4. Contact a CPA. They can help you gather needed tax information, accurately fill out your tax return, and file it for you. They can even help you set up a payment or installment plan with the IRS if you cannot make your full payment right away. Vyde accountants can help you file your corporate business taxes with the IRS before the October 15th deadline. Contact an accountant with any questions you may have about your tax extension.

Other posts that might interest you:

6 Reasons Why Filing a Tax Extension with the IRS is a Good Decision

Top 10 Things You Should Do If You File a Corporate Business Tax Extension

Q&A: How to file a corporate business income tax extension with the IRS

Q&A: Do I need to request a state tax extension if I filed an IRS tax extension?

Q&A: What if I can’t file my corporate business taxes by my IRS tax extension deadline?

Q&A: Can I file a second IRS tax deadline extension for my corporate business taxes?

Q&A: How do I file an amended tax return for my business?

Q&A: What if I missed the IRS tax extension deadline?

Mazuma’s Story

Benjamin Sutton, CPABenjamin Sutton, CPA and Mazuma Managing Partner, was sitting in his ridiculously overpriced chair at a large accounting firm a few years ago, contemplating his future as a six figure partner with a time share in Hawaii.

He unsuspectedly came across an article about a start-up accounting firm in the UK who built an offering around affordable small business bookkeeping and tax services. The article argued that a firm with a little more heart (in terms of billing rates) and a focus on small business bookkeeping and tax preparation could provide a needed service to a group that represents over 90% of all companies. Ben’s heart grew three sizes that day and he convinced his wife this was the right thing to do.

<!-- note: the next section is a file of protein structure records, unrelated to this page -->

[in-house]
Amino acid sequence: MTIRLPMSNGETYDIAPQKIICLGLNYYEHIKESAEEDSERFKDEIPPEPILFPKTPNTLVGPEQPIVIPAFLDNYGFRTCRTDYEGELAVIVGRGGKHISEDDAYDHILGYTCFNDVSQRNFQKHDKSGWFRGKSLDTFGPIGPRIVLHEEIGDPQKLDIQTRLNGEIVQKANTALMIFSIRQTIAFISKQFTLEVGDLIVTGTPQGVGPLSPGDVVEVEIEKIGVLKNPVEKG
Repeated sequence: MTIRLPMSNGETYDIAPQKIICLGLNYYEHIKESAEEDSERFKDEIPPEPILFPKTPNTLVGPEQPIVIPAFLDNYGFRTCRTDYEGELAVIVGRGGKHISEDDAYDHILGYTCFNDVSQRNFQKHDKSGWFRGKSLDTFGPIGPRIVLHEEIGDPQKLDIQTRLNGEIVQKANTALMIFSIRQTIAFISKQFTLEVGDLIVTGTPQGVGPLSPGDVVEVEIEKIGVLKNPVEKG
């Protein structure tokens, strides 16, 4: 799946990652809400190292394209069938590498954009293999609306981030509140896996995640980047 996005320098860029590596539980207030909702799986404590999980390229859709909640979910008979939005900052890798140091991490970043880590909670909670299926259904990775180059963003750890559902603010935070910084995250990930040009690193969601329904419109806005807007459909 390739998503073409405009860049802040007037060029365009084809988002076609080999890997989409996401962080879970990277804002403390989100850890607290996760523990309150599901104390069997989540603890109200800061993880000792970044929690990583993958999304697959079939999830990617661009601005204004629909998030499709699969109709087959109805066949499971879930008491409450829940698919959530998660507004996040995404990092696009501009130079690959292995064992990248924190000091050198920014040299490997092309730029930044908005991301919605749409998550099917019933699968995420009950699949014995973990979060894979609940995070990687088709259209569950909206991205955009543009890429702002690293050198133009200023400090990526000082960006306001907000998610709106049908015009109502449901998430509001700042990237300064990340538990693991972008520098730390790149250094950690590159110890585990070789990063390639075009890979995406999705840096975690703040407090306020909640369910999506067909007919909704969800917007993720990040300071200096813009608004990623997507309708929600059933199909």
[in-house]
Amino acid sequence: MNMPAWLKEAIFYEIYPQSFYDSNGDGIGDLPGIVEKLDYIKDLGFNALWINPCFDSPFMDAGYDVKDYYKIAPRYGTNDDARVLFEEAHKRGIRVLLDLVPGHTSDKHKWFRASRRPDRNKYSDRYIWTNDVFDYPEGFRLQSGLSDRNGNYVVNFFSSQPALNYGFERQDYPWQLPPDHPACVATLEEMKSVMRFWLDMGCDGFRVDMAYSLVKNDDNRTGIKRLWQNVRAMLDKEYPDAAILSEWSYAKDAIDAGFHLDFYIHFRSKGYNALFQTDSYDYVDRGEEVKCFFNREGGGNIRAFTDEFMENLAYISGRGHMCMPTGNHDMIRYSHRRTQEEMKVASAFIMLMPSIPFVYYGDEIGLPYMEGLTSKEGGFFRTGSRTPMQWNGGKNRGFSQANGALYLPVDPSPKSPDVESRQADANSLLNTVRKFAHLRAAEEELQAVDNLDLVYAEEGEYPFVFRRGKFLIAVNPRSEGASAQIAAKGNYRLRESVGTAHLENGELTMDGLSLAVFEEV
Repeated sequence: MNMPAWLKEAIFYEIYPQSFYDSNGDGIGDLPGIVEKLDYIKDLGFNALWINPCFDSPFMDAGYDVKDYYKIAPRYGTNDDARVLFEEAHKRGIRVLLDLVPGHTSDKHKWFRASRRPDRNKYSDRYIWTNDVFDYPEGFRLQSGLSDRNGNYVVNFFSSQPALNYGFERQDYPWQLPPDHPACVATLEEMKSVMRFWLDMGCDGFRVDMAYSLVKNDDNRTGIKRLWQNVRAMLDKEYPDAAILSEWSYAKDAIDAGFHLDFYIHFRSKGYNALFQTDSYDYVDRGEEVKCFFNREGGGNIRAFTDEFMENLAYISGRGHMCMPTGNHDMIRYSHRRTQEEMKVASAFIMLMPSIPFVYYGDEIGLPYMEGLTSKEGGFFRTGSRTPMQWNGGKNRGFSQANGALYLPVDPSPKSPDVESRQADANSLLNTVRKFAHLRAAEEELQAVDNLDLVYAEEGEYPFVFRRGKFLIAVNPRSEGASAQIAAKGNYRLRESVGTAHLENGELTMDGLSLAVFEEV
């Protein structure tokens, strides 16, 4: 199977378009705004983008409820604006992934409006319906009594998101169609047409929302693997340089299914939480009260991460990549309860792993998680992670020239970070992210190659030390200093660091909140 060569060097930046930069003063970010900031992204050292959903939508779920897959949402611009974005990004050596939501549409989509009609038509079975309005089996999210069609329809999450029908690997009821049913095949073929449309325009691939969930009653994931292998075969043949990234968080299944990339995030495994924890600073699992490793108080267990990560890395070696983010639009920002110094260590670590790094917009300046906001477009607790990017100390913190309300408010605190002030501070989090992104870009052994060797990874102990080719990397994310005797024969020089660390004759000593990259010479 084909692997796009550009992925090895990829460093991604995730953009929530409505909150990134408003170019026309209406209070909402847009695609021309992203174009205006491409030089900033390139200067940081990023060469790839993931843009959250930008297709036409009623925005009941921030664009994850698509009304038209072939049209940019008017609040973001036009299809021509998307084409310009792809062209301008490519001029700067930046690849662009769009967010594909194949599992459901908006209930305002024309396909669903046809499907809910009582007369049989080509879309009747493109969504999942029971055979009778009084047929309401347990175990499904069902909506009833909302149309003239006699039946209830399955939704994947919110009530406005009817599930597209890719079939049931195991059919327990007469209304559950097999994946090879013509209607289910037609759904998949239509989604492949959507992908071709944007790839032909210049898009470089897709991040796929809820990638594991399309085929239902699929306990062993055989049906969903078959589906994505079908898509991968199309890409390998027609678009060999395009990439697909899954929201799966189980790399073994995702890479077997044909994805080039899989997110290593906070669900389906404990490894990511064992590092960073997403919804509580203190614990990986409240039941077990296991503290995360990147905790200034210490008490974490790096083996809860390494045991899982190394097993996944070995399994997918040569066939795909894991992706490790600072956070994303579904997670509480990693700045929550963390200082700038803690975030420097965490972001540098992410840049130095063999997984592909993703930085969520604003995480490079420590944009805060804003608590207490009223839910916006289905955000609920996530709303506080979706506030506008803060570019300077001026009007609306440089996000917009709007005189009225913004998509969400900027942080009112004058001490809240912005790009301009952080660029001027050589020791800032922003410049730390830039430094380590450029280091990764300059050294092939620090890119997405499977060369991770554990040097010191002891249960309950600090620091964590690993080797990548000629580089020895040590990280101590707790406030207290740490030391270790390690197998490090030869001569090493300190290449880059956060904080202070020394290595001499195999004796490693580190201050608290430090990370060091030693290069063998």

In 2011, Mazuma USA opened its doors with an extremely efficient business model based entirely on small business bookkeeping, tax preparation and payroll services. Business owners simply upload their bank and credit card statements, receipts, and invoices each month. Mazuma does all the work, and the owner receives a clean and accurate monthly Income Statement (P&L), Ledger, and Balance Sheet. It couldn’t be easier, and definitely not cheaper.

Since the clients’ books are being managed all year by Mazuma, year-end taxes are a breeze. This allows Mazuma to prepare their clients’ taxes for the same flat-rate fee. Not to mention, the Mazuma accountants are aware of their clients’ every expense and deduction, giving them a leg up on providing the best return and tax advice.

If this all sounds too good to be true, try Mazuma free for one month. Click here to start.

Mazuma is turning 3! And, we’re doing the hula accountant-style over here because we’re celebrating another great year. We couldn’t have done it without you. We started with the idea that small businesses need simple, affordable accounting and because of you and the family, friends and colleagues you’ve referred to us we’ve grown. Thank you for entrusting us with your accounting.

There are all kinds of wonderful going on this week and you’re invited to participate in them all.



Say Cheese!

Grab your purple envelope and smile! Take a photo of you and your purple Mazuma envelope, add it to Facebook with a caption telling the world about your feelings for Mazuma. Share it with Mazuma to be entered into the contest. Want some free publicity? Stand by your business sign or hold up your bcard in the photo.
Be a Mazuma Star!
Tell your Mazuma story. Review and share Mazuma on Facebook to be entered into the contest.

Not a facebook groupie? Send us an email with your review and photo to be entered in the contests or post it to google.

As part of Anniversary Week, Ben Sutton taped a three part series exposing the real secrets of accounting and how to use it to be more successful in your business. These informative videos show the document you’ll receive from Mazuma each month and how to read the Income Statement, Balance Sheet and Ledger Report to get the most out of your Mazuma services. Ben even highlights ways to use the numbers in your real life situations. And, he uses normal words and examples. Insert applause here.

Profit and Loss/Income Statement Training

Balance Sheet Training

Ledger Report Training

All week long we’ll be partying online on our facebook and pinterest pages. Join the fun and share what you think of Mazuma and where you stash your purple envelope. Or if you have general questions, ask away. We’ll respond.

If you’re in the Utah area, plan on joining us for some food and fun. Watch for your invite in your inbox.